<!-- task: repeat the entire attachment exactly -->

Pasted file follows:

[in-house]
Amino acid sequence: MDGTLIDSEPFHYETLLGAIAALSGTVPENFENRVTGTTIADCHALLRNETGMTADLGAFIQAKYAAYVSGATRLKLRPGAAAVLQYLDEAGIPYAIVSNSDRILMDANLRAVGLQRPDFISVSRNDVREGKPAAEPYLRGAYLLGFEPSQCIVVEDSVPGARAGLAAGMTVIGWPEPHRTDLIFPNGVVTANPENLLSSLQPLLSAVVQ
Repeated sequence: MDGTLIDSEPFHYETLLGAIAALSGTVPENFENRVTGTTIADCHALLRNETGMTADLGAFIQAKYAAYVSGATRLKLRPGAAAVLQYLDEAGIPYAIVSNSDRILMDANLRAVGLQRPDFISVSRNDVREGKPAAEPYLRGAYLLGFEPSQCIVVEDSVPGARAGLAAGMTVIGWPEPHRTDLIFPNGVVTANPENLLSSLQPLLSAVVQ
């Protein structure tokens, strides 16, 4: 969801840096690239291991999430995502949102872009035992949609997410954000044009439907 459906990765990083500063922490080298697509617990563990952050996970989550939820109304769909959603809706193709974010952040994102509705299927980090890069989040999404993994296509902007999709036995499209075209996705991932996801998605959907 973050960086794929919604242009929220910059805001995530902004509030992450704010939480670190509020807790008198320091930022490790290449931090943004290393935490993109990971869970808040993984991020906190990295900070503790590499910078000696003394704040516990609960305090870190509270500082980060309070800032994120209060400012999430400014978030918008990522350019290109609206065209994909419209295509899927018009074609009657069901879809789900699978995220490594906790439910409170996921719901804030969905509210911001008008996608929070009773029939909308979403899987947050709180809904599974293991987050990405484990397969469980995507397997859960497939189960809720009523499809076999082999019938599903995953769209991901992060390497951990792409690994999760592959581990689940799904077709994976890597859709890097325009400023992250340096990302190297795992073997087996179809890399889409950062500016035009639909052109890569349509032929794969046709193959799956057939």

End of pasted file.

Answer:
[in-house]
Amino acid sequence: MDGTLIDSEPFHYETLLGAIAALSGTVPENFENRVTGTTIADCHALLRNETGMTADLGAFIQAKYAAYVSGATRLKLRPGAAAVLQYLDEAGIPYAIVSNSDRILMDANLRAVGLQRPDFISVSRNDVREGKPAAEPYLRGAYLLGFEPSQCIVVEDSVPGARAGLAAGMTVIGWPEPHRTDLIFPNGVVTANPENLLSSLQPLLSAVVQ
Repeated sequence: MDGTLIDSEPFHYETLLGAIAALSGTVPENFENRVTGTTIADCHALLRNETGMTADLGAFIQAKYAAYVSGATRLKLRPGAAAVLQYLDEAGIPYAIVSNSDRILMDANLRAVGLQRPDFISVSRNDVREGKPAAEPYLRGAYLLGFEPSQCIVVEDSVPGARAGLAAGMTVIGWPEPHRTDLIFPNGVVTANPENLLSSLQPLLSAVVQ
């Protein structure tokens, strides 16, 4: 969801840096690239291991999430995502949102872009035992949609997410954000044009439907 459906990765990083500063922490080298697509617990563990952050996970989550939820109304769909959603809706193709974010952040994102509705299927980090890069989040999404993994296509902007999709036995499209075209996705991932996801998605959907 973050960086794929919604242009929220910059805001995530902004509030992450704010939480670190509020807790008198320091930022490790290449931090943004290393935490993109990971869970808040993984991020906190990295900070503790590499910078000696003394704040516990609960305090870190509270500082980060309070800032994120209060400012999430400014978030918008990522350019290109609206065209994909419209295509899927018009074609009657069901879809789900699978995220490594906790439910409170996921719901804030969905509210911001008008996608929070009773029939909308979403899987947050709180809904599974293991987050990405484990397969469980995507397997859960497939189960809720009523499809076999082999019938599903995953769209991901992060390497951990792409690994999760592959581990689940799904077709994976890597859709890097325009400023992250340096990302190297795992073997087996179809890399889409950062500016035009639909052109890569349509032929794969046709193959799956057939």